Let's clear things up: while it's crucial to maintain adequate vitamin D levels, excessive supplementation can be toxic. Taking too much can lead to unpleasant symptoms such as illness, muscle weakness, and kidney damage. Instead, keep your vitamin D intake balanced and don’t exceed the recommended daily intake. We recommend to always consult with your doctor before taking any supplements.

Myth 2: All vitamin D supplements are created equal
The simple answer: no, they’re not. You can increase your blood vitamin D levels more effectively by taking supplements containing vitamin D3 rather than vitamin D2.

Myth 3: The sun is the end all be all for vitamin D
Although the sun is the most convenient source of vitamin D, factors like location, season, sunscreen use, and skin tone can impact its production. For athletes training indoors, relying on sunshine alone might not suffice, and you may need to turn to supplementation to ace your D levels.

Let’s recap

Vitamin D isn't just important—it's crucial for athletes, vital for bone and muscle health, and bolstering immunity. By ensuring optimal levels through sun exposure, diet, and supplements (if needed), you'll enhance performance and reduce injury risks. So solar power up your training with this sunshine nutrient and get after those goals!

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[1] Chang, S.-W. and Lee, H.-C. (2019) ‘Vitamin D and health - the missing vitamin in humans’, Pediatrics & Neonatology, 60(3), pp. 237–244. doi:10.1016/j.pedneo.2019.04.007.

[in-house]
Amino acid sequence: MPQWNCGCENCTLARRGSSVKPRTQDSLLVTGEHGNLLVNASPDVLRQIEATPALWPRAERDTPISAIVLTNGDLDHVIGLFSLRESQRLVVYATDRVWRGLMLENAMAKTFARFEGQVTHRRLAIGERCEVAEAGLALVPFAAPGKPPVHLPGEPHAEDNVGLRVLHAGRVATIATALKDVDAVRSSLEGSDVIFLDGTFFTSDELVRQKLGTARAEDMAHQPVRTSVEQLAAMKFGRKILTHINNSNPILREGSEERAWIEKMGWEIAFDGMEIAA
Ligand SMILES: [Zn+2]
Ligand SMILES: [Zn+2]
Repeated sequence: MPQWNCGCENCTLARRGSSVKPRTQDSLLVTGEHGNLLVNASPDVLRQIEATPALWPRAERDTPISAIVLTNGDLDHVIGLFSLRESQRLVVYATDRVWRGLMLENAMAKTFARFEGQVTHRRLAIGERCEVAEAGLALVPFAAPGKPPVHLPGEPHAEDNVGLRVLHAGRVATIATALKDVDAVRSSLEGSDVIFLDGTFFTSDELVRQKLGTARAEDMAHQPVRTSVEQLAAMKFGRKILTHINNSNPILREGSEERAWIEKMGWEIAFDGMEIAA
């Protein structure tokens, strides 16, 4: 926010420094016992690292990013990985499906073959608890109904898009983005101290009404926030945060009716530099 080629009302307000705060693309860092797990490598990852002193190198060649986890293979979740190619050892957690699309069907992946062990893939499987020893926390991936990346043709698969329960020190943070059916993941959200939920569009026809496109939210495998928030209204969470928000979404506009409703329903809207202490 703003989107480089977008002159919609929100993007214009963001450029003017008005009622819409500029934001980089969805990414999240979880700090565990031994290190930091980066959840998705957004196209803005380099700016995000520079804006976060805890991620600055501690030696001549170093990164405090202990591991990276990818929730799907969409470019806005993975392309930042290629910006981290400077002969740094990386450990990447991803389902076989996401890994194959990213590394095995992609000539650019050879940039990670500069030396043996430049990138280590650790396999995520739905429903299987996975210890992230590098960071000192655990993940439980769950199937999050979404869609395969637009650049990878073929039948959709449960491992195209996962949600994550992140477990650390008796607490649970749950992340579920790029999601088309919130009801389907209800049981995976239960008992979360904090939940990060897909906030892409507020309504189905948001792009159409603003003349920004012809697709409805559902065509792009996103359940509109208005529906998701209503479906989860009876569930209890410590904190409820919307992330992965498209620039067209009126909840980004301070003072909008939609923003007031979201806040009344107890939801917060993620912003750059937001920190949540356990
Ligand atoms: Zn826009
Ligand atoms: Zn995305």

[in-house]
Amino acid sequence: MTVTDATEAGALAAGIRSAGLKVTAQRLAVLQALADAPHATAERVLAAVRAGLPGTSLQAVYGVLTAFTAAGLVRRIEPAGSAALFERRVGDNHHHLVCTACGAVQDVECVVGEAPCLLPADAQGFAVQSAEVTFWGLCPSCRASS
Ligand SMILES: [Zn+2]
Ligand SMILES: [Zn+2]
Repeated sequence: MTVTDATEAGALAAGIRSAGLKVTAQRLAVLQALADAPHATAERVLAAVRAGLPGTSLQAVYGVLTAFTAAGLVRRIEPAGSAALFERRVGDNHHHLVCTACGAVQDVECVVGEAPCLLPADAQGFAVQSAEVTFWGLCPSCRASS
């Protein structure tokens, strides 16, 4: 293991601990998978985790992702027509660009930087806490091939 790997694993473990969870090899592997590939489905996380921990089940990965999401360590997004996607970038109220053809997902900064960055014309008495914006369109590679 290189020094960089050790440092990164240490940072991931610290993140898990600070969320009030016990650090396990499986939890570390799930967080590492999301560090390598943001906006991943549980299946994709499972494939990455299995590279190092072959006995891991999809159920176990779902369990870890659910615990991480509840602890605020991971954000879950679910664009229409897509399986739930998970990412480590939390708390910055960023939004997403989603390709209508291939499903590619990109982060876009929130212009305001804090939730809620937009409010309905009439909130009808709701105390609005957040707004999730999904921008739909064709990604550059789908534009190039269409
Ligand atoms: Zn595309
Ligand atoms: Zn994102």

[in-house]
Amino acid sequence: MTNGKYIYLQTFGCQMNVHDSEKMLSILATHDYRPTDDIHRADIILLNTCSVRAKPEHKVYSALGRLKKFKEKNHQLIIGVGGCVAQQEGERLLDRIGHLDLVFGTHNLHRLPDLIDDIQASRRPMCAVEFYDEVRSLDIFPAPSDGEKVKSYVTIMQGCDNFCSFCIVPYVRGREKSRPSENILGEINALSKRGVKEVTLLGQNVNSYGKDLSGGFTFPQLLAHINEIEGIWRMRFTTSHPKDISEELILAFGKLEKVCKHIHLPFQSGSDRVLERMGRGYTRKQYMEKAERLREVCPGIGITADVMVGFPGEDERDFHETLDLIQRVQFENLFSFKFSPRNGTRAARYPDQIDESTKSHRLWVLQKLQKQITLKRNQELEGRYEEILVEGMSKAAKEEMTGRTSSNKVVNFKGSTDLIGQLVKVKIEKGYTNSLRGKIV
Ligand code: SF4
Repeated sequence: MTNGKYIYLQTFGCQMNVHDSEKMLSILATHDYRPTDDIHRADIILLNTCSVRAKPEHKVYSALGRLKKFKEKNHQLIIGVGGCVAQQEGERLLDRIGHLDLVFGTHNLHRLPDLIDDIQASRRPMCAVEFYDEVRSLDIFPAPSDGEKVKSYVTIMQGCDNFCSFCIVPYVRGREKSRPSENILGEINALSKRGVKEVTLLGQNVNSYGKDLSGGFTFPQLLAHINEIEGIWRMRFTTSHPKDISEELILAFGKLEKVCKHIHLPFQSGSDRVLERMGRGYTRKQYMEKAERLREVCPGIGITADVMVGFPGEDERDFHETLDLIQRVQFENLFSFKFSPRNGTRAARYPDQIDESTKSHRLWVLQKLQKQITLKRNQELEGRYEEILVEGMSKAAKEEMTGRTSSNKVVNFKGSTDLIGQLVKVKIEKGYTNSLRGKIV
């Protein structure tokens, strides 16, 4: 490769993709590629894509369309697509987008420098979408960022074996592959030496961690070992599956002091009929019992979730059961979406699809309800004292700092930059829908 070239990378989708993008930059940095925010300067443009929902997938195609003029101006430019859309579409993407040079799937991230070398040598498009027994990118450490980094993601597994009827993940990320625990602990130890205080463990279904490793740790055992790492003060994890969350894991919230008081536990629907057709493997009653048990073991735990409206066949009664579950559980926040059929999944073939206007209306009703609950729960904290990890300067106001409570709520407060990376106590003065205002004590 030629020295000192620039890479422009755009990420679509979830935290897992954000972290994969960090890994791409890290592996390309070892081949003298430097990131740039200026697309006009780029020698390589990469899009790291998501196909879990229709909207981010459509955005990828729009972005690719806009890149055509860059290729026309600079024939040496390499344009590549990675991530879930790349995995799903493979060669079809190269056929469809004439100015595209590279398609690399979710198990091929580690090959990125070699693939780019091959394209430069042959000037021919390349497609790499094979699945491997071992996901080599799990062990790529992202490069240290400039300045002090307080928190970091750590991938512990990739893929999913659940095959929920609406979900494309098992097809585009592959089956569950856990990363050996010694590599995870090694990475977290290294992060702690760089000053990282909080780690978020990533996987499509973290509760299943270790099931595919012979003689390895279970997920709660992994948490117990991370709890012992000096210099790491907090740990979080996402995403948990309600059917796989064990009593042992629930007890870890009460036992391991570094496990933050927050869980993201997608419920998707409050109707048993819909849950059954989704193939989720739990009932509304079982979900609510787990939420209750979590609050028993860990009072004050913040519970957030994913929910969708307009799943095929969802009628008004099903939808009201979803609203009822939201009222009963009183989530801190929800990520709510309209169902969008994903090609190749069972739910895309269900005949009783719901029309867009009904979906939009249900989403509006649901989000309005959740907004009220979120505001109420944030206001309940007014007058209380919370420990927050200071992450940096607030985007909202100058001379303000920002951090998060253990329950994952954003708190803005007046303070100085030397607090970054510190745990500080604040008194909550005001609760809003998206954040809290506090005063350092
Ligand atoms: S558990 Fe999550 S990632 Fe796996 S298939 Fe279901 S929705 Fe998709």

[2] Tripkovic, L., Lambert, H., Hart, K., Smith, C. P., Bucca, G., Penson, S., Chope, G., Hyppönen, E., Berry, J., Vieth, R., & Lanham-New, S. (2012). Comparison of vitamin D2 and vitamin D3 supplementation in raising serum 25-hydroxyvitamin D status: a systematic review and meta-analysis. The American journal of clinical nutrition, 95(6), 1357–1364.

[3] Khazai, N., Judd, S. E., & Tangpricha, V. (2008). Calcium and vitamin D: skeletal and extraskeletal health. Current rheumatology reports, 10(2), 110–117.

[4] Rejnmark L. (2011). Effects of vitamin d on muscle function and performance: a review of evidence from randomized controlled trials. Therapeutic advances in chronic disease, 2(1), 25–37.

[5] Aranow C. (2011). Vitamin D and the immune system. Journal of investigative medicine : the official publication of the American Federation for Clinical Research, 59(6), 881–886.

[6] Krajewska, M. et al. (2022) ‘Vitamin D effects on selected anti-inflammatory and pro-inflammatory markers of obesity-related chronic inflammation’, Frontiers in Endocrinology, 13. doi:10.3389/fendo.2022.920340.

[7] Zhou, A. and Hyppönen, E. (2022) ‘Vitamin D deficiency and C-reactive protein: A bidirectional mendelian randomization study’, International Journal of Epidemiology, 52(1), pp. 260–271. doi:10.1093/ije/dyac087.

[8] Wacker, M., & Holick, M. F. (2013). Sunlight and Vitamin D: A global perspective for health. Dermato-endocrinology, 5(1), 51–108.

[9] Huotari, A. and Herzig, K.-H. (2008) ‘Vitamin D and living in northern latitudes—an endemic risk area for vitamin D deficiency’, International Journal of Circumpolar Health, 67(2–3), pp. 164–178. doi:10.3402/ijch.v67i2-3.18258.

[10] Vitamin D (2020) NHS choices. Available at: (Accessed: 11 June 2024).

[11] Office of dietary supplements - vitamin D (2023) NIH Office of Dietary Supplements. Available at: (Accessed: 11 June 2024).